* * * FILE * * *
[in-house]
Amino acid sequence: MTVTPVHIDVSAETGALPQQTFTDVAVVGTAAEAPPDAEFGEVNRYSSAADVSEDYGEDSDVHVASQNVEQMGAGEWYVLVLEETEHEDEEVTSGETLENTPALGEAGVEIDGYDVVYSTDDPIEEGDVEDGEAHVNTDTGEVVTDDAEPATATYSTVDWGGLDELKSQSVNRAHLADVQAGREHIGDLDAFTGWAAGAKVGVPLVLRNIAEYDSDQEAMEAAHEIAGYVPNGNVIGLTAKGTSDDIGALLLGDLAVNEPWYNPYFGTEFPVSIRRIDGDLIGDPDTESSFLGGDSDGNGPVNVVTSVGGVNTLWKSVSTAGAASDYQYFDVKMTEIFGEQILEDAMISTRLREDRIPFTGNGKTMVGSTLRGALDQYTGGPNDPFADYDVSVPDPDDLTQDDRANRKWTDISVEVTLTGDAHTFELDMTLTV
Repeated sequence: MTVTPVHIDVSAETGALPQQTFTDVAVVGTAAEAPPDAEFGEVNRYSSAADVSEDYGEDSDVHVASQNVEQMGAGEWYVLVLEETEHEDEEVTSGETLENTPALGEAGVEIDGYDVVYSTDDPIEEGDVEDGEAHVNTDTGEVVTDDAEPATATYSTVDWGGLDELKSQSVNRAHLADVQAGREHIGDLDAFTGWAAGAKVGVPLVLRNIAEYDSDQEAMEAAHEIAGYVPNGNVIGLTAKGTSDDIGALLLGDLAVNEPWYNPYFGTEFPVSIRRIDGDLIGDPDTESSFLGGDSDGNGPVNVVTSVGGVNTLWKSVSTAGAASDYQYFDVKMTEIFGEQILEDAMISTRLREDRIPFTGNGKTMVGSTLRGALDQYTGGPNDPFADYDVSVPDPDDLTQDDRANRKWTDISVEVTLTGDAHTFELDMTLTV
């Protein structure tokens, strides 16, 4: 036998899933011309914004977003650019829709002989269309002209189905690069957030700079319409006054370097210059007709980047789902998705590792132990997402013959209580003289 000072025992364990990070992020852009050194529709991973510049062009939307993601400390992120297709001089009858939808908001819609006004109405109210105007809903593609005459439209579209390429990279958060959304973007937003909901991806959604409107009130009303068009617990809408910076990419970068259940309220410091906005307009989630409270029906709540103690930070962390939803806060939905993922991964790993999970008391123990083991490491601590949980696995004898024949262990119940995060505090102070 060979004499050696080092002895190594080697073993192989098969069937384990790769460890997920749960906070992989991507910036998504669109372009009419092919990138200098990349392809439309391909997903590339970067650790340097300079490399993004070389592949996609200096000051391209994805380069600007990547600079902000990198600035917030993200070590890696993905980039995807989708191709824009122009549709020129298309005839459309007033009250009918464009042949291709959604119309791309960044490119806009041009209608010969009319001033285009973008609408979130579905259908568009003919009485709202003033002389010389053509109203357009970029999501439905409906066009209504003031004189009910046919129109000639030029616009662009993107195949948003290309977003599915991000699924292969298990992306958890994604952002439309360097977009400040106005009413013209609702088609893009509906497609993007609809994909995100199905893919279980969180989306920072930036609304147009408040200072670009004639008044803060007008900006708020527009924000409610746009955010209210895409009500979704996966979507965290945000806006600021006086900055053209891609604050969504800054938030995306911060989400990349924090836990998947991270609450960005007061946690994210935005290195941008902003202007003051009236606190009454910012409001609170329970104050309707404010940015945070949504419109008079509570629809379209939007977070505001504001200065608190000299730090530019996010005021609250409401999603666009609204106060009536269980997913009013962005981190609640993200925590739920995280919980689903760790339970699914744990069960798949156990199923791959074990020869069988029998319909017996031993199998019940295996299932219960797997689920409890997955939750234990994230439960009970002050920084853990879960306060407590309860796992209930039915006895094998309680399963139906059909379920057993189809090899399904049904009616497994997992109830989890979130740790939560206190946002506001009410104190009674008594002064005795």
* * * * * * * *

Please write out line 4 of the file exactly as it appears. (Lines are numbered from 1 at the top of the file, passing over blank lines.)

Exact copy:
């Protein structure tokens, strides 16, 4: 036998899933011309914004977003650019829709002989269309002209189905690069957030700079319409006054370097210059007709980047789902998705590792132990997402013959209580003289 000072025992364990990070992020852009050194529709991973510049062009939307993601400390992120297709001089009858939808908001819609006004109405109210105007809903593609005459439209579209390429990279958060959304973007937003909901991806959604409107009130009303068009617990809408910076990419970068259940309220410091906005307009989630409270029906709540103690930070962390939803806060939905993922991964790993999970008391123990083991490491601590949980696995004898024949262990119940995060505090102070 060979004499050696080092002895190594080697073993192989098969069937384990790769460890997920749960906070992989991507910036998504669109372009009419092919990138200098990349392809439309391909997903590339970067650790340097300079490399993004070389592949996609200096000051391209994805380069600007990547600079902000990198600035917030993200070590890696993905980039995807989708191709824009122009549709020129298309005839459309007033009250009918464009042949291709959604119309791309960044490119806009041009209608010969009319001033285009973008609408979130579905259908568009003919009485709202003033002389010389053509109203357009970029999501439905409906066009209504003031004189009910046919129109000639030029616009662009993107195949948003290309977003599915991000699924292969298990992306958890994604952002439309360097977009400040106005009413013209609702088609893009509906497609993007609809994909995100199905893919279980969180989306920072930036609304147009408040200072670009004639008044803060007008900006708020527009924000409610746009955010209210895409009500979704996966979507965290945000806006600021006086900055053209891609604050969504800054938030995306911060989400990349924090836990998947991270609450960005007061946690994210935005290195941008902003202007003051009236606190009454910012409001609170329970104050309707404010940015945070949504419109008079509570629809379209939007977070505001504001200065608190000299730090530019996010005021609250409401999603666009609204106060009536269980997913009013962005981190609640993200925590739920995280919980689903760790339970699914744990069960798949156990199923791959074990020869069988029998319909017996031993199998019940295996299932219960797997689920409890997955939750234990994230439960009970002050920084853990879960306060407590309860796992209930039915006895094998309680399963139906059909379920057993189809090899399904049904009616497994997992109830989890979130740790939560206190946002506001009410104190009674008594002064005795």